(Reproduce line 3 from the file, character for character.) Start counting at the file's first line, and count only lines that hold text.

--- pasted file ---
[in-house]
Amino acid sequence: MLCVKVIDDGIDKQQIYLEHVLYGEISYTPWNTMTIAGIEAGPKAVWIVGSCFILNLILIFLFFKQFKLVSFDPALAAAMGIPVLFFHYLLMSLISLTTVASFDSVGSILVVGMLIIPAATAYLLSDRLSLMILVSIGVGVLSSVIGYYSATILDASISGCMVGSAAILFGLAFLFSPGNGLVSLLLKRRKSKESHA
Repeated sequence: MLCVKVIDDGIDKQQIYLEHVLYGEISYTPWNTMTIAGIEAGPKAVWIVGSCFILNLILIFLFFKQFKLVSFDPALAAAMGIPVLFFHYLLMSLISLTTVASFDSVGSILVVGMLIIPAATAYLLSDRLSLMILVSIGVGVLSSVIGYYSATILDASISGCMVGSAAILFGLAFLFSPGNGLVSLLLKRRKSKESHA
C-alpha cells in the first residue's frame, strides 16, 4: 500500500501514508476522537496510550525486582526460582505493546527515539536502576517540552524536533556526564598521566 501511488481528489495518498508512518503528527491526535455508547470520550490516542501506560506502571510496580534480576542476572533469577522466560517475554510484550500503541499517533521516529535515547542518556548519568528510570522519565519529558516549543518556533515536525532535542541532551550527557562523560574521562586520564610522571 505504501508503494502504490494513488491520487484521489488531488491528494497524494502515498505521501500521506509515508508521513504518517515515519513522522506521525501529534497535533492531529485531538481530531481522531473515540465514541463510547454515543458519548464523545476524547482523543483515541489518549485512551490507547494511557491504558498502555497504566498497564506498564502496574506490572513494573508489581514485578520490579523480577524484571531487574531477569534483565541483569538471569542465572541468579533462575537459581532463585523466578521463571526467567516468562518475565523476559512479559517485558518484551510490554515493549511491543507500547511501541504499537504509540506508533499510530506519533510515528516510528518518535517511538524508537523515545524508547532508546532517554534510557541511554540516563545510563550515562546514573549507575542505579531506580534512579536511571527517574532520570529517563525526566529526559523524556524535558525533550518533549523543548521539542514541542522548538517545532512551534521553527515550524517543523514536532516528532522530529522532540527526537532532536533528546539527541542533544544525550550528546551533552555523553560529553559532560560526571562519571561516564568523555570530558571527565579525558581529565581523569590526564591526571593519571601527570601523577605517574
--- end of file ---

Repeated sequence: MLCVKVIDDGIDKQQIYLEHVLYGEISYTPWNTMTIAGIEAGPKAVWIVGSCFILNLILIFLFFKQFKLVSFDPALAAAMGIPVLFFHYLLMSLISLTTVASFDSVGSILVVGMLIIPAATAYLLSDRLSLMILVSIGVGVLSSVIGYYSATILDASISGCMVGSAAILFGLAFLFSPGNGLVSLLLKRRKSKESHA